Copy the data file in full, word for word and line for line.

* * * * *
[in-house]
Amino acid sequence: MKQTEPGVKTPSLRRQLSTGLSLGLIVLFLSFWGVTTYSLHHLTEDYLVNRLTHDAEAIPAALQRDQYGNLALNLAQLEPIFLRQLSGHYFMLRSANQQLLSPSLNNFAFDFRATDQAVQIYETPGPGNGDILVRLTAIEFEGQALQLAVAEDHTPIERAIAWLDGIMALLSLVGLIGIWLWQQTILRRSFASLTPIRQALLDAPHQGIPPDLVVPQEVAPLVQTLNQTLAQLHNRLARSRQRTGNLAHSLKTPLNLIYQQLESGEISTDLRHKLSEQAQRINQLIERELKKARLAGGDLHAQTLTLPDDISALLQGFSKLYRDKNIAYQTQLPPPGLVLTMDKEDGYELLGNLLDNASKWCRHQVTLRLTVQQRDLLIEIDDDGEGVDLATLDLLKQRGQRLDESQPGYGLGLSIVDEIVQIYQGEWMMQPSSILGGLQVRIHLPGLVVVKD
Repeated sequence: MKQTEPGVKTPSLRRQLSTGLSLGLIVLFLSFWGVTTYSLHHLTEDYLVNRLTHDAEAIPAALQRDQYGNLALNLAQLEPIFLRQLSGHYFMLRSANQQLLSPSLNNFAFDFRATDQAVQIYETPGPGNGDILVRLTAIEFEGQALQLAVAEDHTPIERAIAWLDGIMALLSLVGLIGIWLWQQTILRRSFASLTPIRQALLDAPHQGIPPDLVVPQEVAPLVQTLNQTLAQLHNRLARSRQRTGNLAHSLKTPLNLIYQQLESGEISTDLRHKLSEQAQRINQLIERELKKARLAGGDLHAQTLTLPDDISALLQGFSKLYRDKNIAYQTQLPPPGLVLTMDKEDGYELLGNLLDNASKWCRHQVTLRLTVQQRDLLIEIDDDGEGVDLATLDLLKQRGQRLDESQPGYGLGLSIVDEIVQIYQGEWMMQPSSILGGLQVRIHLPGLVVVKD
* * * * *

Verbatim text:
[in-house]
Amino acid sequence: MKQTEPGVKTPSLRRQLSTGLSLGLIVLFLSFWGVTTYSLHHLTEDYLVNRLTHDAEAIPAALQRDQYGNLALNLAQLEPIFLRQLSGHYFMLRSANQQLLSPSLNNFAFDFRATDQAVQIYETPGPGNGDILVRLTAIEFEGQALQLAVAEDHTPIERAIAWLDGIMALLSLVGLIGIWLWQQTILRRSFASLTPIRQALLDAPHQGIPPDLVVPQEVAPLVQTLNQTLAQLHNRLARSRQRTGNLAHSLKTPLNLIYQQLESGEISTDLRHKLSEQAQRINQLIERELKKARLAGGDLHAQTLTLPDDISALLQGFSKLYRDKNIAYQTQLPPPGLVLTMDKEDGYELLGNLLDNASKWCRHQVTLRLTVQQRDLLIEIDDDGEGVDLATLDLLKQRGQRLDESQPGYGLGLSIVDEIVQIYQGEWMMQPSSILGGLQVRIHLPGLVVVKD
Repeated sequence: MKQTEPGVKTPSLRRQLSTGLSLGLIVLFLSFWGVTTYSLHHLTEDYLVNRLTHDAEAIPAALQRDQYGNLALNLAQLEPIFLRQLSGHYFMLRSANQQLLSPSLNNFAFDFRATDQAVQIYETPGPGNGDILVRLTAIEFEGQALQLAVAEDHTPIERAIAWLDGIMALLSLVGLIGIWLWQQTILRRSFASLTPIRQALLDAPHQGIPPDLVVPQEVAPLVQTLNQTLAQLHNRLARSRQRTGNLAHSLKTPLNLIYQQLESGEISTDLRHKLSEQAQRINQLIERELKKARLAGGDLHAQTLTLPDDISALLQGFSKLYRDKNIAYQTQLPPPGLVLTMDKEDGYELLGNLLDNASKWCRHQVTLRLTVQQRDLLIEIDDDGEGVDLATLDLLKQRGQRLDESQPGYGLGLSIVDEIVQIYQGEWMMQPSSILGGLQVRIHLPGLVVVKD